Between the years of 1980 and 1984, and especially in 1983, Rinderpest affected cattle in Nigeria very severely, affecting not only the health of cows, but the country’s economy, forcing many cattle farmers out of the trade. In this post I will discuss the 1983 epidemic.
Lesser breakouts of the disease caused the death and slaughter of over 10,000 cows before being put under control. (One theory is that infected herds from Cameroon were introduced as their owners tried to escape the inevitable slaughter of their herds.) During the dry season of 1983, coincidentally, after huge brush fires had diminished grazing area, cattle herders were forced to drive cattle to a limited amount of areas in search of water. Because of the fires, malnutrition was also a problem at this time, and when combined with the density of cows, led to a huge outbreak.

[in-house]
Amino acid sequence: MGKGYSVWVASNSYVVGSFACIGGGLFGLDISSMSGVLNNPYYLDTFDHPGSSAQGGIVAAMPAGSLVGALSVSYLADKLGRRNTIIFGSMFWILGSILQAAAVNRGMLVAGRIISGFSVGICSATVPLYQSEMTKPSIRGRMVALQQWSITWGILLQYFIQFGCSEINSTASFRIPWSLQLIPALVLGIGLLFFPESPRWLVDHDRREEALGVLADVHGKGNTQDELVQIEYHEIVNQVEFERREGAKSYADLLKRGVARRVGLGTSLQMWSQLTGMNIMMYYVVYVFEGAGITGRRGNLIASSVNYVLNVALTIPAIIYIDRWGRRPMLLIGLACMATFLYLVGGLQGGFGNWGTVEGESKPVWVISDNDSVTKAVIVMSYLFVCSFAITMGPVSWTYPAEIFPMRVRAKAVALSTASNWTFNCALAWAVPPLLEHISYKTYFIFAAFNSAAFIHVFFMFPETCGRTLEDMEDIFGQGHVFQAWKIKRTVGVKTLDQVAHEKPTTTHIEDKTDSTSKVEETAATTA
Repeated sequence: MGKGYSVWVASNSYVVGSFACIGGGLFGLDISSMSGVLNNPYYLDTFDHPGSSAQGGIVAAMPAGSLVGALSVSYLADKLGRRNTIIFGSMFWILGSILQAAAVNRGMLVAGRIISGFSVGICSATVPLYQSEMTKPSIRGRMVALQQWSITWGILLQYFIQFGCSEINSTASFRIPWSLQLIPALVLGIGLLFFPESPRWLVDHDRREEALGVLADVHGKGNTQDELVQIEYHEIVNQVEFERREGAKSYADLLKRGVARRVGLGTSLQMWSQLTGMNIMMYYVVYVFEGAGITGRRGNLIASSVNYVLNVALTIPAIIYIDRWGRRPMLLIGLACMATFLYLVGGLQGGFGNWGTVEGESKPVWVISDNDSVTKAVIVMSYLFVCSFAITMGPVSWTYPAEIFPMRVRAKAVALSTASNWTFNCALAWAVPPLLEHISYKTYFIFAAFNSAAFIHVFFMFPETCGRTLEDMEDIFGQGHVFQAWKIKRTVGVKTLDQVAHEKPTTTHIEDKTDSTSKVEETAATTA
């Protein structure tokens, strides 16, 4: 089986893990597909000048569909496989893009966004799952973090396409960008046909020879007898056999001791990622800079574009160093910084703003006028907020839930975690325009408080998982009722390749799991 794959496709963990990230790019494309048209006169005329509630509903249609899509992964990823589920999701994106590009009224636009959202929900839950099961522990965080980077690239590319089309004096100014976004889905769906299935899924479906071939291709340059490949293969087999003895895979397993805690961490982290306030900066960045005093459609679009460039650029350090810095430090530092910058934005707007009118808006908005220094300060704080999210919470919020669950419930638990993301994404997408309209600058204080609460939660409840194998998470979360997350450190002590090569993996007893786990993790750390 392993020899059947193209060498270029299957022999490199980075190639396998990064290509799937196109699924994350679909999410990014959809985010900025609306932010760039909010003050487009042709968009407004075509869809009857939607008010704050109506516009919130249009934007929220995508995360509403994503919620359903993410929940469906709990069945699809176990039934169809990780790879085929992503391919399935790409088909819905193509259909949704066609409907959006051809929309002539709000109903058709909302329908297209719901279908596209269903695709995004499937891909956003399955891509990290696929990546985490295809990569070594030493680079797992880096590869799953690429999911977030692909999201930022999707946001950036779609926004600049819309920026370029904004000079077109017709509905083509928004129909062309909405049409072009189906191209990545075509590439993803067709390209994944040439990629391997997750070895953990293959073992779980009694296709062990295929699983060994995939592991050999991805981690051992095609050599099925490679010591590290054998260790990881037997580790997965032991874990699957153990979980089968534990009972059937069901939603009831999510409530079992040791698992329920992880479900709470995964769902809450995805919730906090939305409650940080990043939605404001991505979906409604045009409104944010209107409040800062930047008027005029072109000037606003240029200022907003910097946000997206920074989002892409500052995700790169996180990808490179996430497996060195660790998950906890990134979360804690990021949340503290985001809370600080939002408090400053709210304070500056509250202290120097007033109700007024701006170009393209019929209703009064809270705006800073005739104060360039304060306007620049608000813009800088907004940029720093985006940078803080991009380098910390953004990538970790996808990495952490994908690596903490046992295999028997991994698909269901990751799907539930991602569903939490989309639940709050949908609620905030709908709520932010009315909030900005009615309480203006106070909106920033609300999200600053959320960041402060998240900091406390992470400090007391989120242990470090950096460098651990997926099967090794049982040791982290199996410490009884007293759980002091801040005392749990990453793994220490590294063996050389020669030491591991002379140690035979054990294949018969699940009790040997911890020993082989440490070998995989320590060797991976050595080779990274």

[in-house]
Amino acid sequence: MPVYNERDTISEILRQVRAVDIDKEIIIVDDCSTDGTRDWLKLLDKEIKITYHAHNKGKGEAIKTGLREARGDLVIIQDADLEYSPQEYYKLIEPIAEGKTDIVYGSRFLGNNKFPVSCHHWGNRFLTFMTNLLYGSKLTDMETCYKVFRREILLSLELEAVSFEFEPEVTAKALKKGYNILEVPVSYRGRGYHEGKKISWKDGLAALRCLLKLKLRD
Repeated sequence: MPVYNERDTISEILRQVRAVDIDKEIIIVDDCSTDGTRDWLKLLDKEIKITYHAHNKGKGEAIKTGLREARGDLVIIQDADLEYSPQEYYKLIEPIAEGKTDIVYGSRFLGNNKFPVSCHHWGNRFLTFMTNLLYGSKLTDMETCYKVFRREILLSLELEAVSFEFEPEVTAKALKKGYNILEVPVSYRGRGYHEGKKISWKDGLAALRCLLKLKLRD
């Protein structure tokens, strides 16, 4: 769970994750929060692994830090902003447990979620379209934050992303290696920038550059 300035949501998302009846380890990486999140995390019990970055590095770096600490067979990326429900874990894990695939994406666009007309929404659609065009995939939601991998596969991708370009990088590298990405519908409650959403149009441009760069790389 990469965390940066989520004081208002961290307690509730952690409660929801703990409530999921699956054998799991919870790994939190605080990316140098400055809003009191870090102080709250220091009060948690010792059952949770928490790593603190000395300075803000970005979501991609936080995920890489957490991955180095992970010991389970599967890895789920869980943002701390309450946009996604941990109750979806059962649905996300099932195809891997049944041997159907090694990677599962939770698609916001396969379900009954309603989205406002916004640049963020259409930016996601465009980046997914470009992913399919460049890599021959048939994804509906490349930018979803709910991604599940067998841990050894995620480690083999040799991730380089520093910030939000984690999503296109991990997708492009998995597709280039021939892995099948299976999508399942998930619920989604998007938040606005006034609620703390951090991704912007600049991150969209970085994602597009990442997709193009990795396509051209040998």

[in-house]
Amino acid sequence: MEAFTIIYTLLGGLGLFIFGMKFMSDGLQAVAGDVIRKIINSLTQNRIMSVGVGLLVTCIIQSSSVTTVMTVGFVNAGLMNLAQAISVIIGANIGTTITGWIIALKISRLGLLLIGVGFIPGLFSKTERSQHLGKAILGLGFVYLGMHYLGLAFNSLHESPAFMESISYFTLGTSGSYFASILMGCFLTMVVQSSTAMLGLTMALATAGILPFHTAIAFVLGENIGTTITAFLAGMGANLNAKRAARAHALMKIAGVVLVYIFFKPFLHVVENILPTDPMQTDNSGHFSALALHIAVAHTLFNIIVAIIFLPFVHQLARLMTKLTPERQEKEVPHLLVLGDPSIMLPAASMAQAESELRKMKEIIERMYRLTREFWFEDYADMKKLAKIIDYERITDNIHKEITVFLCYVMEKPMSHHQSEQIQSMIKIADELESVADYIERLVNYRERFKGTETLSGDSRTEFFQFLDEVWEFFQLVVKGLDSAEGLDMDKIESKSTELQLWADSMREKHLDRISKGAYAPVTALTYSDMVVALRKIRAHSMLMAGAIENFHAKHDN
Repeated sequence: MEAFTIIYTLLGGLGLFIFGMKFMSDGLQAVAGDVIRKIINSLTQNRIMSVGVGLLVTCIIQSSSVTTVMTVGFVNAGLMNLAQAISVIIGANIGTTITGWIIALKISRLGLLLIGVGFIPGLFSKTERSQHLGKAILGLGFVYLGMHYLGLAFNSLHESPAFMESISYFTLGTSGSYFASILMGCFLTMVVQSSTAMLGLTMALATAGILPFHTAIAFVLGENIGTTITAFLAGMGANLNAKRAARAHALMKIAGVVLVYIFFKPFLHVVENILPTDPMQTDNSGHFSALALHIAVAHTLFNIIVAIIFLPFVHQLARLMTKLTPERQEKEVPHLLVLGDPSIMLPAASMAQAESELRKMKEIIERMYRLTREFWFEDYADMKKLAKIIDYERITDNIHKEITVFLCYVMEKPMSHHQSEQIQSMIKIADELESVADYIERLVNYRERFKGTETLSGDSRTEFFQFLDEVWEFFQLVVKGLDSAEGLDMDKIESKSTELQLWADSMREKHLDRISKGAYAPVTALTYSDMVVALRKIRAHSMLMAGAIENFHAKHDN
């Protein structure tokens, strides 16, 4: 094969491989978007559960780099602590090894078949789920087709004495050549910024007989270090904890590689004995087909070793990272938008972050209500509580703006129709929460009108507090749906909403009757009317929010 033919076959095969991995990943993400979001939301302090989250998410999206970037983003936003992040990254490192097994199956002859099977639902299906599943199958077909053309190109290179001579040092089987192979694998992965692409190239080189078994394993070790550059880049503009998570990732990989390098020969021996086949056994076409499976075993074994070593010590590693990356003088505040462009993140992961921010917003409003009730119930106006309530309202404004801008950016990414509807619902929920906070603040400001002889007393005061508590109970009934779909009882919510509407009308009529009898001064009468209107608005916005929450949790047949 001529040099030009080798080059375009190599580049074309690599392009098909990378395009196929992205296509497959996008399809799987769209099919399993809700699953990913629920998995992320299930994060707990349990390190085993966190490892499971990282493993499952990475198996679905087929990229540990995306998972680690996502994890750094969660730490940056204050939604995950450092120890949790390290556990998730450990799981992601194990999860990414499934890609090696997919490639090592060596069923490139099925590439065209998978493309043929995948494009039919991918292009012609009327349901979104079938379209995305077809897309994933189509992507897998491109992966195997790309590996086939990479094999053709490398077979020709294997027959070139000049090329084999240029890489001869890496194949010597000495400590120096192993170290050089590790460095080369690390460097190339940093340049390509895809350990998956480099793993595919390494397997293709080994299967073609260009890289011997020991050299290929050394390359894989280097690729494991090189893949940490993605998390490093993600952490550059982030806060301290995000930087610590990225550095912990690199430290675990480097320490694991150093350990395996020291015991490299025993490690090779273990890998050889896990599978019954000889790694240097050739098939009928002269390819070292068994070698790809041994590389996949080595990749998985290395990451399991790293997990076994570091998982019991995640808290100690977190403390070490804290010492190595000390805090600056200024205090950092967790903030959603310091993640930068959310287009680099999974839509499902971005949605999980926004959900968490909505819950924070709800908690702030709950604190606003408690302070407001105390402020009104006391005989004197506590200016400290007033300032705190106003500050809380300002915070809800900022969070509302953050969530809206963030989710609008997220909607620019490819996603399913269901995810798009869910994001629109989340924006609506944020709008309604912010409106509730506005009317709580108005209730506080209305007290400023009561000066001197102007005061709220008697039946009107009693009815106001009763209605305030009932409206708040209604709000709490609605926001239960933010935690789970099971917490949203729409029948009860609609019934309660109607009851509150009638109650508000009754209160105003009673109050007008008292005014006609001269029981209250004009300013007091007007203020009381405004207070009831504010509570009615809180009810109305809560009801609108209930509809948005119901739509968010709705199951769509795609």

In 1982, a combined 826 cows died in Nigeria as a direct result of Rinderpest, and from slaughters aimed towards preventing its spread. In 1983, this figure skyrocketed as a result of combined factors. How high? In 1983, this number surpassed 418,000. Vaccine use was implemented, (nearly 9 million cows were vaccinated) but not in time to prevent the ENOURMOUS cost to the country of Nigeria.
When all areas of profit loss, preventative, slaughter and other costs were combined, this epidemic took a huge toll on the country. About 304 million dollars in cattle were lost, 140 million dollars lost as a result of active cattle infections, 100 million lost in disease surveillance, 90 million lost in working hours, 303 million lost in cattle replacement costs, and an astounding 577 million in losses due to reduced value of Nigerian cattle, the need for important milk and meat, and other national costs. Overall, the estimated monetary loss for Nigeria totaled 1.5 billion dollars.